This is Tom from ampUp (https://ampup.io/). We're building a reservable electric car charging network out of shared private and home chargers.
As a Nissan Leaf driver without a home charger, charging has been almost a daily headache for me. For many commutes and trips I have to ask myself, should I drive my Leaf, use Uber, take public transit, walk really far, or just not go? This is due to the walk-in-only model of the public charger, which results in unpredictable availability. Worse, public charging is growing at a slower rate than EV adoption, and the range estimators on EVs are no better than a 10-day weather forecast.
I used the Plugshare app and it helped some, particularly the couch surfing style of charging where I arrange a 2 hour slot with some home charger hosts. When it worked well, it took out the unpredictability and therefore anxiety. However, it doesn’t always work well. Many times hosts won’t respond to text/calls to make the booking, and a couple times I forgot to bring cash/check to pay for the electricity as the host indicated.
My first attempt at this problem was building a webapp that worked as an addon to Plugshare where hosts can create a calendar for their charger, and set an hourly price where drivers can pay via credit card. Once that’s set up, the host would paste the unique url to their charger’s calendar in the description section of their Plugshare listing. Long story short, this added as much inconvenience as benefit, and drivers still ended up calling the host.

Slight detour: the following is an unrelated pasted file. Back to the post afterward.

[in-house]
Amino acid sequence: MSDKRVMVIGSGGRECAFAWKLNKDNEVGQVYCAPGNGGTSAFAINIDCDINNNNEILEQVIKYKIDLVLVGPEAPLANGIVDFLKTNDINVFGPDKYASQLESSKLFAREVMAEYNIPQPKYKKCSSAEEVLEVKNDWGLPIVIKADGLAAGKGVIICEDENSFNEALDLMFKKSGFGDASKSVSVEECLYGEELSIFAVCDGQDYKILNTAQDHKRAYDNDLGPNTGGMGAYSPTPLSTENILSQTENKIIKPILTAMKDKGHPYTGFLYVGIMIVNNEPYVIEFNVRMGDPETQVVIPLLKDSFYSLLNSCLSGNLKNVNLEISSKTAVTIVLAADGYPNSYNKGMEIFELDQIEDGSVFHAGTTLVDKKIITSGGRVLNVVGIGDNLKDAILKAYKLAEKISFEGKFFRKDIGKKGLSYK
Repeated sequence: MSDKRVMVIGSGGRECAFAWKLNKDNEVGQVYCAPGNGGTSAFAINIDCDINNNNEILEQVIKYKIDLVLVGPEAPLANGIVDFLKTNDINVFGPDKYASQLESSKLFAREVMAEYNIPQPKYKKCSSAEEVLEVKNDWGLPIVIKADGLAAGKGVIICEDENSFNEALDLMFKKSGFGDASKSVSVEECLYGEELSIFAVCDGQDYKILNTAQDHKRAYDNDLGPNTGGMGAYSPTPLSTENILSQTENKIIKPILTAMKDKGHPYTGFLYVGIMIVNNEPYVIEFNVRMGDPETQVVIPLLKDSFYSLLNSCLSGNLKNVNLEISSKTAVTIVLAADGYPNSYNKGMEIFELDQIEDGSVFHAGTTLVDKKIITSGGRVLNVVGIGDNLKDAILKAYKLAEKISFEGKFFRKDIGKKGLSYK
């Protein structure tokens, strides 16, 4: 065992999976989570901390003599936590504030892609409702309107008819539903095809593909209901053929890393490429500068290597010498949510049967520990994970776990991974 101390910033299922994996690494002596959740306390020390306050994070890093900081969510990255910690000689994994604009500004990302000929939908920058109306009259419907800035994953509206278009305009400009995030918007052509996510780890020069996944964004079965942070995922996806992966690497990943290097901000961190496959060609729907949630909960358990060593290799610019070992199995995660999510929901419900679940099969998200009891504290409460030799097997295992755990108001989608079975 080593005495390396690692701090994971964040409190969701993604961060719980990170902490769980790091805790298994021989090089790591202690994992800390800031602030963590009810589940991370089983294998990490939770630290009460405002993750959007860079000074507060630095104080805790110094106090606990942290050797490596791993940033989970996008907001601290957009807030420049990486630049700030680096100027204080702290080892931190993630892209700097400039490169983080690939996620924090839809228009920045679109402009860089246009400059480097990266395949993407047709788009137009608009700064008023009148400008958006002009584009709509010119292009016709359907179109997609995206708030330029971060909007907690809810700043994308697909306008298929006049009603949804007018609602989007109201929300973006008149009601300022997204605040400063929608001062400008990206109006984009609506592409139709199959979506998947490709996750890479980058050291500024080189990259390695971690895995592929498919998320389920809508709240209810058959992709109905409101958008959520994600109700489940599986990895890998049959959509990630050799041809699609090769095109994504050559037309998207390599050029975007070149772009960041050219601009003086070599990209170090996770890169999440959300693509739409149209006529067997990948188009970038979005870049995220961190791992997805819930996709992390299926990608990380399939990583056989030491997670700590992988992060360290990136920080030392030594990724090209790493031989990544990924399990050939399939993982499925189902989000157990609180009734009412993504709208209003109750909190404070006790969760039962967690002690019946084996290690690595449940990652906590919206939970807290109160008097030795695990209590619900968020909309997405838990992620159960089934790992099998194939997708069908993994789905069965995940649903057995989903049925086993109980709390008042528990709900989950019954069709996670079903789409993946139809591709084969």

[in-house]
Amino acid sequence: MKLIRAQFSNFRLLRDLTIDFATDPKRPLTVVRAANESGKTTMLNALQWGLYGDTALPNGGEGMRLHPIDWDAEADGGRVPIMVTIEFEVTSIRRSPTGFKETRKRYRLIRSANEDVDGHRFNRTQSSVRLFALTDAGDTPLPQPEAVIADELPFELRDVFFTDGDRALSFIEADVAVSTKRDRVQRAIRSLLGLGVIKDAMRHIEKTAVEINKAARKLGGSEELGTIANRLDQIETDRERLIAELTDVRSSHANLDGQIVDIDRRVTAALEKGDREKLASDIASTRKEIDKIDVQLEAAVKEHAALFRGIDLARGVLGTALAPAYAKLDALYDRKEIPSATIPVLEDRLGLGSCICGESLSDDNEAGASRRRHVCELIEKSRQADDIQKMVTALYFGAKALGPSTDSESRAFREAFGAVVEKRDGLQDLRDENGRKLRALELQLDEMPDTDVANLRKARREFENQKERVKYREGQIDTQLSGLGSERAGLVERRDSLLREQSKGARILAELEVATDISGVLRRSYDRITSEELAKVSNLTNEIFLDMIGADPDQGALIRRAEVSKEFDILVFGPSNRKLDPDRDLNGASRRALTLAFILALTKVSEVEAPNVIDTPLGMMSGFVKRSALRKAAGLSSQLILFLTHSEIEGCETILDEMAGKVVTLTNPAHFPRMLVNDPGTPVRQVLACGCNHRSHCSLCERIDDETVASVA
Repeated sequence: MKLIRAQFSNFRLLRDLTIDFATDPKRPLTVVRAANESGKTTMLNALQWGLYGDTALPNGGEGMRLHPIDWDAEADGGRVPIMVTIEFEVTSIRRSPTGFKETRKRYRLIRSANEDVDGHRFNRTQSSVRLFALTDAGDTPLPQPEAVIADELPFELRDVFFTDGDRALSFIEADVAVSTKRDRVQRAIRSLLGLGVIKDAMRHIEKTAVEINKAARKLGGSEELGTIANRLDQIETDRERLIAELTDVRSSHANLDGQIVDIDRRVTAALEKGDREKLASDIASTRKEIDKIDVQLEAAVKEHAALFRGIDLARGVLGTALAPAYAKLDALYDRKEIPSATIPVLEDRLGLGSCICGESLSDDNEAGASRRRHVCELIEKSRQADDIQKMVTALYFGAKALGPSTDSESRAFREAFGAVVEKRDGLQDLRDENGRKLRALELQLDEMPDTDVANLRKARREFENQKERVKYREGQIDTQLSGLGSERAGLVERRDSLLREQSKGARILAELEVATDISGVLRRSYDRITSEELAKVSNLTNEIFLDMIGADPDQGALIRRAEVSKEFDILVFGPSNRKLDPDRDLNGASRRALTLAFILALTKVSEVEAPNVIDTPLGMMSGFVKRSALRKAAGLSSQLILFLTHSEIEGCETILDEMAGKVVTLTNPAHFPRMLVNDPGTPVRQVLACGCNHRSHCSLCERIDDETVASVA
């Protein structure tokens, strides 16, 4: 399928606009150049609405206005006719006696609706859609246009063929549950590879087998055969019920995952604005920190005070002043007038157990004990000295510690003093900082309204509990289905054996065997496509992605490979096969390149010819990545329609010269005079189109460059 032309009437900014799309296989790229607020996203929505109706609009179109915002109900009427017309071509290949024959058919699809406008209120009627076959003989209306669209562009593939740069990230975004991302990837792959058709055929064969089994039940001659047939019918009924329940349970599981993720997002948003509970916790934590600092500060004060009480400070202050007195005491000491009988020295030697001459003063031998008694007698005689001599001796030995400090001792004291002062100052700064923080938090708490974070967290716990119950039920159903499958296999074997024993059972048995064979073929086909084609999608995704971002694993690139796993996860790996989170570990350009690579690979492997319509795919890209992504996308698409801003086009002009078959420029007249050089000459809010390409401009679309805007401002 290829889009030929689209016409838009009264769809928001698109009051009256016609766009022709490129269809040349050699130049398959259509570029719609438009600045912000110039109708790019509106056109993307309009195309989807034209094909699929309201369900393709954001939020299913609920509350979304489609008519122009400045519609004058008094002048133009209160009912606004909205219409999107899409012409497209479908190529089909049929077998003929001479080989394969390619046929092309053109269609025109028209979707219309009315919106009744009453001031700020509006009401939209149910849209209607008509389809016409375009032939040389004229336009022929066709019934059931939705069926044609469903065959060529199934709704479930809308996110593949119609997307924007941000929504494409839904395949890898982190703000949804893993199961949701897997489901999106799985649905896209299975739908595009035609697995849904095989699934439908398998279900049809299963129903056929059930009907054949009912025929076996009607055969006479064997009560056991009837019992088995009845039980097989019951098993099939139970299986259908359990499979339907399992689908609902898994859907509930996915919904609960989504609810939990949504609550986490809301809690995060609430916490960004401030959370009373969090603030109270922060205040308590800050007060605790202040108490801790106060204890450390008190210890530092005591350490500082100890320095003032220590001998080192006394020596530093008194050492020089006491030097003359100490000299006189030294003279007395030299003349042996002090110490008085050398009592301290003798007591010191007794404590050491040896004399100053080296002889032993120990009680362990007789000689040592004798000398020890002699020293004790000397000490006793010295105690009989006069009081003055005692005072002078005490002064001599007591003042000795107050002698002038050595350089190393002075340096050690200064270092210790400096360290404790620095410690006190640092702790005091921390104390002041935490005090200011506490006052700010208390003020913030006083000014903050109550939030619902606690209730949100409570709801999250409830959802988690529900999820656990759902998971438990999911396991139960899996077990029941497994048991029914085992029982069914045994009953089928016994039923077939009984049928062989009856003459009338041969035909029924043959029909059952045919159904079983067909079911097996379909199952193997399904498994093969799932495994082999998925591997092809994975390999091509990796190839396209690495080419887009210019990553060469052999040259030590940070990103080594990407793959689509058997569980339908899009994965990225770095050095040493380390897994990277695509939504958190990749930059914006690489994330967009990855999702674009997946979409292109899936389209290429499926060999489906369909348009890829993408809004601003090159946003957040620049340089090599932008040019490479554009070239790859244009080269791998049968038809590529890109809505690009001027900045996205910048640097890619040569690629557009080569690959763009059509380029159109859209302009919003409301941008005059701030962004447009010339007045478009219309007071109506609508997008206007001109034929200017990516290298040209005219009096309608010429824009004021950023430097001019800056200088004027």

Given enough interests from hosts and based on experiences of a few drivers including myself, I decided to make a second attempt and just build a better app that focuses on the hosting and reservation flows.
After about 2 months of hustling and grinding, we released ampUp (https://ampup.io/), where users can host multiple chargers at flexible schedules and adjustable prices. Since the hosts set up sharing calendar for their chargers, the other users can make reservations with instantaneous confirmation. We use Stripe to enable peer to peer payment with credit card rather than cash/check. We know EV owners are willing to pay for charging and it’s important for hosts to be able to make a meaningful amount if we want to scale this to match our vision where one day there will always be a reservable charger near where the user is or will be. From our analysis, with a competitive (to public charger) pricing of $3/hr, hosts can expect to make $190-$270/month in profit with just 3 rented hours per day.
For ampUp, our business model is to charge a flat 1 dollar to the driver per reservation. If we use the $3/hr example from earlier, a 3 hour session will cost a total of $10 to add about 60 miles from a residential level 2 charger. This "fuel" cost is on par with the most fuel-efficient gas car which is the Mitsubishi Mirage. These numbers are based on Bay Area electricity and gas costs.
ampUp already has thousands of hosts, but many of them are listings we collected from all over the internet. The difference in the user experience with those hosts is that we have to confirm the reservation with them, as opposed to our own. This is a temporary limitation in the "do things that don't scale" spirit. Our goal is to instantly confirm reservations like Airbnb.
We sincerely invite the HN community’s feedback on our idea and on the app and everything else in this space. You can reach me directly at firstname.lastname@example.org or for email@example.com. You can download the app at the top of https://ampup.io/. We hope ampUp will help more people to drive their electric vehicles as effortlessly as driving a gas car!